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UPDATED: Saudi Prince Revealed as Buyer of Leonardo da Vinci’s ‘Salvator Mundi’

Leonardo da Vinci, Salvator Mundi, ca. 1500, sold for $450.3 million at Christie’s last month.

CHRISTIE’S IMAGES LTD. 2017

Update, 12/8/17, 1:20 p.m.: Since this article’s publication, new reports have revealed the true buyer of the painting, the Saudi Arabian crown prince Mohammed Bin Salman. Prince Bader bin Abdullah bin Mohammed bin Farhan al-Saud is now understood to have been acting on Prince Mohammed’s behalf.

The buyer of Leonardo da Vinci’s painting Salvator Mundi (ca. 1500), which as of last month is the most expensive artwork ever sold, is the Saudi Prince Bader bin Abdullah bin Mohammed bin Farhan al-Saud. The buyer’s identity, reported by the New York Times this evening, was discovered in the midst of an investigation into Saudi Arabia’s elite class, including Prince Bader’s family and associates, who have been criticized for their showy displays of wealth.

Prince Bader is not well-known as an art collector. It had been speculated, however, that the buyer might have hailed from the Middle East, particularly following posts on social media earlier today announcing that the painting was making its way to the Louvre Abu Dhabi, which has acquired the work through Abu Dhabi’s Department of Culture and Tourism.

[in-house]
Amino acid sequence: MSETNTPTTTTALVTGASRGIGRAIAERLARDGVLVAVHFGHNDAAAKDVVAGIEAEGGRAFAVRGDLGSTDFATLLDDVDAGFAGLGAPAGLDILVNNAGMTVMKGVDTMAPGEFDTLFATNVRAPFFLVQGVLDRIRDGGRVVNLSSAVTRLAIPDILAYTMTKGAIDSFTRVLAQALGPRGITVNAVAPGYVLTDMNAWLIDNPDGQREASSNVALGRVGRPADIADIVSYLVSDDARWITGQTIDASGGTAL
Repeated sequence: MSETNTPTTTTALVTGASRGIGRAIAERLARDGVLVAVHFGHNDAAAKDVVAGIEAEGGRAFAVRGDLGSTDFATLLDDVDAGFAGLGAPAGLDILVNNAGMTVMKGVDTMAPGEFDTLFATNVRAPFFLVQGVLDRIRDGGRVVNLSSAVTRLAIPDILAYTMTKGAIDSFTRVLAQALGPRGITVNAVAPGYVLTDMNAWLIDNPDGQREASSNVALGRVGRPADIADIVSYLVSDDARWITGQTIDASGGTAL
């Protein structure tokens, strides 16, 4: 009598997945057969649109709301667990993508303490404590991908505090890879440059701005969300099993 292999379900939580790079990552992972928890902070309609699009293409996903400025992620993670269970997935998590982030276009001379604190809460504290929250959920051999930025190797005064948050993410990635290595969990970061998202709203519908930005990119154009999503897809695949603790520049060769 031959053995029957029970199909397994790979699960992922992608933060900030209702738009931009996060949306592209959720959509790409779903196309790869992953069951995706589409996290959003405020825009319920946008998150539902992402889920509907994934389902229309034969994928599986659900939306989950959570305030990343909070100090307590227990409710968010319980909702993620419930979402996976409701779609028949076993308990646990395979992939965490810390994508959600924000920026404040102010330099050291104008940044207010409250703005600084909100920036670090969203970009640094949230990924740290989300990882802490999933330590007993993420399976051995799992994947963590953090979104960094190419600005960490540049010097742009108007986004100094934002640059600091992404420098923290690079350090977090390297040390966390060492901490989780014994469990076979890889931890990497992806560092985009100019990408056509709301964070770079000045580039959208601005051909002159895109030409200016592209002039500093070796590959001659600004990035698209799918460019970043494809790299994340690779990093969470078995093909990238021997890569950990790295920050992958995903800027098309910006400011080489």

At the fateful auction where Salvator Mundi wound up making international headlines when it soared past figures ever previously seen at auction, Christie’s postwar and contemporary art co-chairman Alex Rotter was representing Prince Bader in the room. Other anonymous bidders vied for the work, but their names have not yet been revealed. According to the New York Times, Prince Bader is paying for Salvator Mundi in six installments, with at least five of them priced at more than $58 million.

Before it sold for a total of $450.3 million, the lot had been expected to be an expensive one—but it far exceeded expectations on its way to smashing auction records of all kinds. Many years earlier, in 1958, it sold for £45 at Sotheby’s. Only in 2011 was it authenticated as a true Leonardo.

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